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MSIFN leaders raising concerns about zoning orders and consultation with First Nations

June 11, 2024

First Peoples Law Report: – Requesting Minister’s Zoning Orders (MZOs) to speed up development on Indigenous Treaty Lands without consulting with affected First Nations is morally and constitutionally wrong,” wrote Chief Kelly LaRocca, Councillor Sylvia Coleman and Councillor Jeff Forbes on Friday.

The Mississaugas of Scugog Island First Nation (MSIFN) have concerns with a recent zoning request from Pickering City Hall.

The letter did not refer to any specific events or elected officials. However, LaRocca did refer to Ashe by name in a similar letter one month earlier.

As well, Friday’s letter comes days after Pickering Mayor Kevin Ashe asked Queen’s Park to revoke a decades-old zoning order that prevented certain lands in the city’s northeast from being developed.

“To be very clear, MSIFN recognizes both legal complexities, as well as the need for housing in a growing province,” wrote LaRocca, Coleman and Forbes. “However, shrugging at these difficulties and unilaterally moving forward with contested ideas anyway is unacceptable and makes a mockery of public office and its mandate to solve difficult problems.”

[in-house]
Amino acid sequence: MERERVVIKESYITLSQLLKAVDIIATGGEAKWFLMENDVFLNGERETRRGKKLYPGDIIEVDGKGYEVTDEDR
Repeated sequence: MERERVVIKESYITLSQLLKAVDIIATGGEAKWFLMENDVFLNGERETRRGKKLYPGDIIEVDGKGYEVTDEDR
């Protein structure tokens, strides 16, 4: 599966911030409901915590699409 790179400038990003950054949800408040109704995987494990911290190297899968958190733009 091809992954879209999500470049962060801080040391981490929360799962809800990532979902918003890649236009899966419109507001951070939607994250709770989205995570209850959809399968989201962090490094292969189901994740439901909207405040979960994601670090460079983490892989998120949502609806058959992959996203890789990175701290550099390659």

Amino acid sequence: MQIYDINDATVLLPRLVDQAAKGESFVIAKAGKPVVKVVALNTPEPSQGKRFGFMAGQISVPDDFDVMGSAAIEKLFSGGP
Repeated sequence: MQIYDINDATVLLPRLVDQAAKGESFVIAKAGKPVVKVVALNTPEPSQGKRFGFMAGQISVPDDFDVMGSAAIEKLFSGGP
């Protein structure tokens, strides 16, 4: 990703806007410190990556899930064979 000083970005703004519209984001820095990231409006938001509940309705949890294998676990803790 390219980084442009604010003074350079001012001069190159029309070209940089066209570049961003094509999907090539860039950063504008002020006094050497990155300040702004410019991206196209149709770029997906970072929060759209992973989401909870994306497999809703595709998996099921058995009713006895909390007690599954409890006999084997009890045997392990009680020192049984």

“We urge provincial and municipal government representatives to recognize these complexities and pause developments in contested areas until clarity has been achieved,” they continued.

Durham Radio News is reaching out to Ashe’s office for a comment.

According to documents released by Durham Region staff, Ontario’s Ministry of Municipal Affairs and Housing (MMAH) is looking into Ashe’s request. According to ministry staff, any Greenbelt lands covered by the MZO would continue to be covered by it; only non-Greenbelt lands would be opened up for development.

In a report on Tuesday, regional staff indicated the revocation would not conflict with the Regional Official Plan (ROP) that was adopted in 2023. When it is given final approval by the MMAH, the ROP will expand Durham Region’s urban boundary to include much of northeast Pickering.

Later in June, Regional Council will vote on whether to say it has “no objection” to Ashe’s proposal.

Concerns have been raised in recent years over development plans in northeast Pickering. Much of the land-in-question overlaps with the headwaters of Carruthers Creek.

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